These questions turned out to be more difficult to answer than I anticipated. At least until I came across an 18th century French midwife, Madame Angélique du Coudray, who traveled across France, teaching thousands of young peasant women the art of midwifery.
It was Madame du Coudray, a midwife with a mission, who made me realize what kind of life I wanted for Marie-Louise.
Were there any surprises or learning moments in the publishing process for this title?
Working with my editor on the final version of the manuscript yielded many important realizations which ultimately deepened the novel. For a long while the novel included a whole section on the life of Marie-Louis’s son, but it became clear to me that this part, as important as it was to imagine and write, ultimately did not belong to the novel. Cutting it was a decision I did not take lightly, but it freed me to concentrate on the central connection between the mother and the daughter and made the novel much better.
Were there any surprises in the writing process for this book?
Yes. The most important one involved the parallels between my 18th century discoveries and the revelations of the #metoo movement. As I was researching and imagining the lives of Deer Park girls, the media was bringing forth many contemporary testimonials of sexual exploitation. Then came the growing scrutiny of Jeffrey Epstein and his powerful team of enablers, the grooming of the young, vulnerable, and impressionable victims, the lasting damage sexual exploitation leaves in its wake.
The more it changes, as the French saying goes, the more things remain the same.
What do you hope readers will get out of your book?
The School of Mirrors is a historical novel, but it is also a novel about women destined to live their lives during great historical upheavals. Monarchy falls, a revolution follows while the heroines of my novel fall in and out of love, give birth and raise children, keep and reveal secrets, bury and remember their dead. They do it with courage and fortitude, the best they can. They are just like the women who raised me and whom I loved and admired all my life.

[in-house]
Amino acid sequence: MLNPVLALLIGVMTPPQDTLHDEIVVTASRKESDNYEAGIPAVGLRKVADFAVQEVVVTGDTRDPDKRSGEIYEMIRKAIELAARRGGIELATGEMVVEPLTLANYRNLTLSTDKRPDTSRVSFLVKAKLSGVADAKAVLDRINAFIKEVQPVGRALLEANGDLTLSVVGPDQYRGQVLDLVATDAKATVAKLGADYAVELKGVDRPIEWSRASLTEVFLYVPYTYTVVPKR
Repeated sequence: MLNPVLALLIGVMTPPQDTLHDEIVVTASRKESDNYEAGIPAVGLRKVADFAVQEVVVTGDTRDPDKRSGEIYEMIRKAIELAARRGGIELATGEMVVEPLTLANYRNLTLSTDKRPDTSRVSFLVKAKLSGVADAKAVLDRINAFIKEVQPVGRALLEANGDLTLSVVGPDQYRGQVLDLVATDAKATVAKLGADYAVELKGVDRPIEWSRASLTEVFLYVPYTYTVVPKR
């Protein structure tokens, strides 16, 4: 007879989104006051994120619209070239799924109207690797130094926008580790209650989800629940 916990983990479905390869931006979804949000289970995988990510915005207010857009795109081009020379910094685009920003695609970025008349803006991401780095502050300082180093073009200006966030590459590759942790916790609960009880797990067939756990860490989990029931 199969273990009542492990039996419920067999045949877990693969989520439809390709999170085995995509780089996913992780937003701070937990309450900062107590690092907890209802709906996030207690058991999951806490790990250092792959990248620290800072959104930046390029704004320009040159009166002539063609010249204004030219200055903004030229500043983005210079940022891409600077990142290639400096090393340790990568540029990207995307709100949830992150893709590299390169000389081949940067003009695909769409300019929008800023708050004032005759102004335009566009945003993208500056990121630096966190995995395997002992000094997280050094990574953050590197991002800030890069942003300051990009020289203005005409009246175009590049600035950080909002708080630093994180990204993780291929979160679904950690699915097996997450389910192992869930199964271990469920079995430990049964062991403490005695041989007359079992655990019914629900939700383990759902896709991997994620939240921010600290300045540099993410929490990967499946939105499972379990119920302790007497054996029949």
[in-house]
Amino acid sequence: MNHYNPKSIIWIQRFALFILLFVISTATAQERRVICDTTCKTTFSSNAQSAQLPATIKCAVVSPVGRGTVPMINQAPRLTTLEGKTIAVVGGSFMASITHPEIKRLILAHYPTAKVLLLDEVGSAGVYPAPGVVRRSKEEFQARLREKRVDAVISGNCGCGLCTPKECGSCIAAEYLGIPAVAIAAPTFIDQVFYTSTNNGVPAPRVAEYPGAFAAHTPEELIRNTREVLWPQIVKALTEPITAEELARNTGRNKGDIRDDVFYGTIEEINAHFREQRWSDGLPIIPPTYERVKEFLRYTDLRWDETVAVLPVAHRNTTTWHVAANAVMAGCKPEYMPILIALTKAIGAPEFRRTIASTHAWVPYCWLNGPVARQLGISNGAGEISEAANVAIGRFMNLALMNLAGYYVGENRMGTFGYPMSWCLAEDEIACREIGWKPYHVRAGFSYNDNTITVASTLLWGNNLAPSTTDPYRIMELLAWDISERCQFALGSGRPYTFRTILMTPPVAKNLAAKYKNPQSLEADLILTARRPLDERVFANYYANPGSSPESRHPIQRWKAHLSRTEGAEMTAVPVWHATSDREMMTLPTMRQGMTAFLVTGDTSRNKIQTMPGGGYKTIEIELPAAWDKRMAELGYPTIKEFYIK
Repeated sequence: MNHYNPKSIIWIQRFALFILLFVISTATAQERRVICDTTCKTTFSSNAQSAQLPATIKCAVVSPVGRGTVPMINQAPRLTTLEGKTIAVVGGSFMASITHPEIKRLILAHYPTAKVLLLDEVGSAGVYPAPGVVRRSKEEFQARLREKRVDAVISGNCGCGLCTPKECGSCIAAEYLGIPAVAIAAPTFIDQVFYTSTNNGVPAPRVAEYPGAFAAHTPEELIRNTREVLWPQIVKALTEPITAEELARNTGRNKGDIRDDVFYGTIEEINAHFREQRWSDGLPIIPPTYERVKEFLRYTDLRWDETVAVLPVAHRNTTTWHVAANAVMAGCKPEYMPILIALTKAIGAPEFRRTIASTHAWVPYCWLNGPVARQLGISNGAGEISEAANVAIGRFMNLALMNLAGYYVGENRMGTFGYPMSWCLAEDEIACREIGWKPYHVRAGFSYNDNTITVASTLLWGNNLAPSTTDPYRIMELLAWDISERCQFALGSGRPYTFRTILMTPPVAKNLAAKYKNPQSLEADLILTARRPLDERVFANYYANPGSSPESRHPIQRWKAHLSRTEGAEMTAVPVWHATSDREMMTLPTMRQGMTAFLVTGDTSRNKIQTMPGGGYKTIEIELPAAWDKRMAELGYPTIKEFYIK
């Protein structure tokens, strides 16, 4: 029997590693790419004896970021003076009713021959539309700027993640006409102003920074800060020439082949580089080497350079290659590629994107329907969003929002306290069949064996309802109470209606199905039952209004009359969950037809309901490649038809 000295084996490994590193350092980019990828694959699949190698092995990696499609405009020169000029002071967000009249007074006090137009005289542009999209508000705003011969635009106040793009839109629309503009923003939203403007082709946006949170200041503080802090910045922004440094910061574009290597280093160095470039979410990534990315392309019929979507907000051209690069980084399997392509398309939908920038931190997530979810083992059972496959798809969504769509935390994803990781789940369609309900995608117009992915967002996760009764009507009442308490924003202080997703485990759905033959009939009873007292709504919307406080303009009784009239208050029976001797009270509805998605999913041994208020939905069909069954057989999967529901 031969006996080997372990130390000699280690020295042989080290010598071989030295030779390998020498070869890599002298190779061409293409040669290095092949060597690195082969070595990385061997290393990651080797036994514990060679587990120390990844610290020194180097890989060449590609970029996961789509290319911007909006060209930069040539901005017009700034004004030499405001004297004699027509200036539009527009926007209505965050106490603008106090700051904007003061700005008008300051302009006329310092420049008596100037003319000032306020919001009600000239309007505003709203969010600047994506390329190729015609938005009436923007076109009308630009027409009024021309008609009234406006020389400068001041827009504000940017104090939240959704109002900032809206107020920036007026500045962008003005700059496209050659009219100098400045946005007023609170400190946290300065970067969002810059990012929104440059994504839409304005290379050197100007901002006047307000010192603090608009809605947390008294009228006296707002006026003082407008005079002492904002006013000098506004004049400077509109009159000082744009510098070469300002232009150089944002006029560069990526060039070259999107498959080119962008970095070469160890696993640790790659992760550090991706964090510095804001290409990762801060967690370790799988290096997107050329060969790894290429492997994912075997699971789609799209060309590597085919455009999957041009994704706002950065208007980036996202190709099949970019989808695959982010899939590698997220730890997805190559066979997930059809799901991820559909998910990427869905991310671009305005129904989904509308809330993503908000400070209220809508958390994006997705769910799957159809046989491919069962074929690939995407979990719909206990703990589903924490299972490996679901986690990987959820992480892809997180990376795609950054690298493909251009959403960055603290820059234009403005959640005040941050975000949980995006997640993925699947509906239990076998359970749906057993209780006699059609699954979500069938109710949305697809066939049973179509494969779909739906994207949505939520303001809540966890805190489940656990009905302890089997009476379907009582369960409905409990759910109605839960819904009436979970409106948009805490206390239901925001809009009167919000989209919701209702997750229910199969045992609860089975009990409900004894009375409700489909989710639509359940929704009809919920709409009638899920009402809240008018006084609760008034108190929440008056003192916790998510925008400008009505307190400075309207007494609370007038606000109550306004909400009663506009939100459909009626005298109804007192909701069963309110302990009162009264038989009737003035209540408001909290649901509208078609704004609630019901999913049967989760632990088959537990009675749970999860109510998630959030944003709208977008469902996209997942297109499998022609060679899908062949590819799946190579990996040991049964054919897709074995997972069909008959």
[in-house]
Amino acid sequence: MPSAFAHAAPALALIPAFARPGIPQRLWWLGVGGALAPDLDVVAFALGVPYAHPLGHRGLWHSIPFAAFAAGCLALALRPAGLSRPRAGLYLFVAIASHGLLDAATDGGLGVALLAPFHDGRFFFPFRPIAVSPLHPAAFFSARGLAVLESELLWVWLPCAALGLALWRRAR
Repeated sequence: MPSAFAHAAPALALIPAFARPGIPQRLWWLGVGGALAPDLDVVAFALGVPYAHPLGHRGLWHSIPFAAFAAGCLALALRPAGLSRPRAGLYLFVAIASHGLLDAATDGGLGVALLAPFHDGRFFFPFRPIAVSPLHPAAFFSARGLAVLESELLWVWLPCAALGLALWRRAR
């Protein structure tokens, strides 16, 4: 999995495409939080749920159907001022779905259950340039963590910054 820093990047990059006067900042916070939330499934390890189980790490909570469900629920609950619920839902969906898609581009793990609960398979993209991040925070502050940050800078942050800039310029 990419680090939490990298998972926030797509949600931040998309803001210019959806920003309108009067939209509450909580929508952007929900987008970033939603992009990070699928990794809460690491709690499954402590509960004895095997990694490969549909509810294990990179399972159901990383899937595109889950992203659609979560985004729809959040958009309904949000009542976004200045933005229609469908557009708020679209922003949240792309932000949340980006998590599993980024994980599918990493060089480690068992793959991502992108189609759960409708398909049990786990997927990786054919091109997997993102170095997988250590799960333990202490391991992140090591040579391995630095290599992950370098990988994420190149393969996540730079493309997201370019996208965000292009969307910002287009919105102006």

I was born in Poland under communist dictatorship with the ruins of World War II still around. The women who raised me kept secrets big and small, secrets guarded from us, children, for fear of political reprisals, secrets which festered and poisoned those who had to keep them. I know well how trauma survives in families; how enforced silence reshapes the memories of the past. I know how important it is to reconstruct the forgotten voices and learn from them. Voices like those of Véronique and Marie-Louise, a Deer Park girl confined by history and a midwife empowered by it.
If you could share one piece of advice with other writers, what would it be?
Think of writing as an on-going process of discovery. It may be tempting to do what worked before, but each book poses new challenges, demands new solutions. Accepting these challenges makes the writing alive. And this is what ultimately captures the readers’ hearts.